As such this book tries to be a popular science text, a socio-political manifesto of sorts, and a motivational essay on adding meaning to one's life. Because of that split it's not very good in any of the three categories. As a science book, it lacks the slow Richard Dawkins mentions this book in The Selfish Gene , as a discussion of memetics. As a science book, it lacks the slow and gradual step by step demonstration of new facts from more basic building blocks in logical succession.

As a socio-political manifesto it lacks persuasive power and uses some poor rhetorical devices. And as a motivational essay it doesn't really leave you with any concrete guidelines or next steps. Made me think, though, that counts. Jan 18, Martin rated it it was ok. I know that others supposedly like it, at least other books dealing with Memetics, are typically found in the Science section.

Having just finished the book, I now know why I found it where I did. I wanted to learn about the emerging science of Memetics, not be issued value judgments on the validity of one meme over another. The author is quite witty and I did enjoy reading it, even though I grew tired of his shameless and pretty much constant self-promotion.

Sep 07, Mary K. I think Richard Dawkins is the one that first came up with the word "meme," which, in essence, addresses the issue of how much we believe about what we think we know has come from our readings, listenings, experiences, parents, traditions, society, etc. He estimates that a good percentage of what we think we remember never really happened The more one l "Memetics" is not a new term, but it was for me! The more one learns about memetics, the less one can be fooled, manipulated, and scammed. I'm not explaining this very well, so just read this fascinating book!

Sep 09, Mary Paul rated it it was ok. This would have a higher rating if M Brodie did not include enormous relatively irrelevant sections on sex and evolution. While the original chapters on memetics were insightful and promising, he dives head first into a childish and unsophisticated lecture on human dynamics rather than stick to what he knows best An interesting discussion but not very intelligent and the illustrations are awful.

I can see this selling well but it's barely popular science fluff.

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I've only read a l This would have a higher rating if M Brodie did not include enormous relatively irrelevant sections on sex and evolution. I've only read a little Dawkins but looking at the bibliography and writing suggests this is the 50 shades to Dawkin's Twilight. Solala - although the basic tenet is fine.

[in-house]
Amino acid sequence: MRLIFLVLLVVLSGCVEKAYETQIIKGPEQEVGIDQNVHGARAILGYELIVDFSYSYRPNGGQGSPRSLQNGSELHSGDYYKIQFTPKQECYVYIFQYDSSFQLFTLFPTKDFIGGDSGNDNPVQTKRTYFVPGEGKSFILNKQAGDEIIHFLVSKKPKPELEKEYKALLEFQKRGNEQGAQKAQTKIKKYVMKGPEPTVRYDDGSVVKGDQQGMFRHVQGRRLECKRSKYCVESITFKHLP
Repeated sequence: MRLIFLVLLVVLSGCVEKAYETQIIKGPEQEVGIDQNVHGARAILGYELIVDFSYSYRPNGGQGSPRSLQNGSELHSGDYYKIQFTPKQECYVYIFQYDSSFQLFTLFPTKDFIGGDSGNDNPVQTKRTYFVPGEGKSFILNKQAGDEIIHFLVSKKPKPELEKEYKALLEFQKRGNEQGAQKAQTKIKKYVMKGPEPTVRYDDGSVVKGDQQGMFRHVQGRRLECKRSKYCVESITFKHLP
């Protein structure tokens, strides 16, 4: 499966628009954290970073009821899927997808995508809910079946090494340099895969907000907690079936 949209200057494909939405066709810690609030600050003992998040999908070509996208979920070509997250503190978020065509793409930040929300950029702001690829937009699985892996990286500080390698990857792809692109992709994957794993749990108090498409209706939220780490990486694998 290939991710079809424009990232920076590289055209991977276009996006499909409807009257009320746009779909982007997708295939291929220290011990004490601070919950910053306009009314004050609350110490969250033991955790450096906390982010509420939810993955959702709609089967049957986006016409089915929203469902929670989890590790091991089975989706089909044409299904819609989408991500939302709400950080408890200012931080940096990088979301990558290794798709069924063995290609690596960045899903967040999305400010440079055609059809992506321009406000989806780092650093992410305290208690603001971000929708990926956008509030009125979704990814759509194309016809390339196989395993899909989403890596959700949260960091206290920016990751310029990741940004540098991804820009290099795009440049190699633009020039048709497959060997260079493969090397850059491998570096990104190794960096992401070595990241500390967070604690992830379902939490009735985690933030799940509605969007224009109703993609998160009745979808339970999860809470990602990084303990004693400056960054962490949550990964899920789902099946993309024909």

But you can summarize it in one sentence: The meme is to the mind what the selfish gene is to the organism - beware of the meme's goals and ensure that these goals don't influence your thinking when it is not rational for them to do so from your wellbeing's perspective. Apr 25, Irene rated it did not like it. Everything manulative trick he warns readers to look out for and resist is exactly the tricks he uses to convince the reader to accept and promote his odd-ball theory.


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And, simply because I resist the truth of his claims, that in of itself proves that his theory must be true according to him. Jul 21, Michael rated it did not like it Shelves: pop-culture. So far, this book is horrible. It seems like pure fluff - sort of like Malcolm Gladwell's books. Update: I officially gave up on this one. Aug 13, Renee Liu rated it did not like it. I seldom give one star rating, but Apr 23, Bert Hopkins rated it it was ok Shelves: thinking. Very disappointed by the book. I wish I had gotten more from the book but it was not for lack of trying.

Oct 18, Rachel rated it did not like it Shelves: general-non-fiction. Possibly the dumbest, least useful book I've ever read. It would make great kindling. Aug 09, Kahawa rated it really liked it. This is another one of those books that's going to stay with me for a long time, and deeply affect my thinking. So, well done Richard Brodie, you've successfully infected me with the memetics meme.

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I don't know if I should clap, grimace, or what. I especially enjoyed the discussion about religion, and how religious memes work. I've instinctively known many of these things for years, but wasn't quite sure how they all worked. I hadn't really considered that ideas are themselves products of natural This is another one of those books that's going to stay with me for a long time, and deeply affect my thinking. I hadn't really considered that ideas are themselves products of natural selection, but it makes so much sense.

Religions, such as Christianity, that have survived as long as they've survived, and replicated as much as they've replicated, have done so by randomly mutating along the way and providing for themselves self-defense mechanisms, and propagation mechanisms. I've seen this for a few years in how certain doctrines work in the church - inerrancy protects the shared text the bible.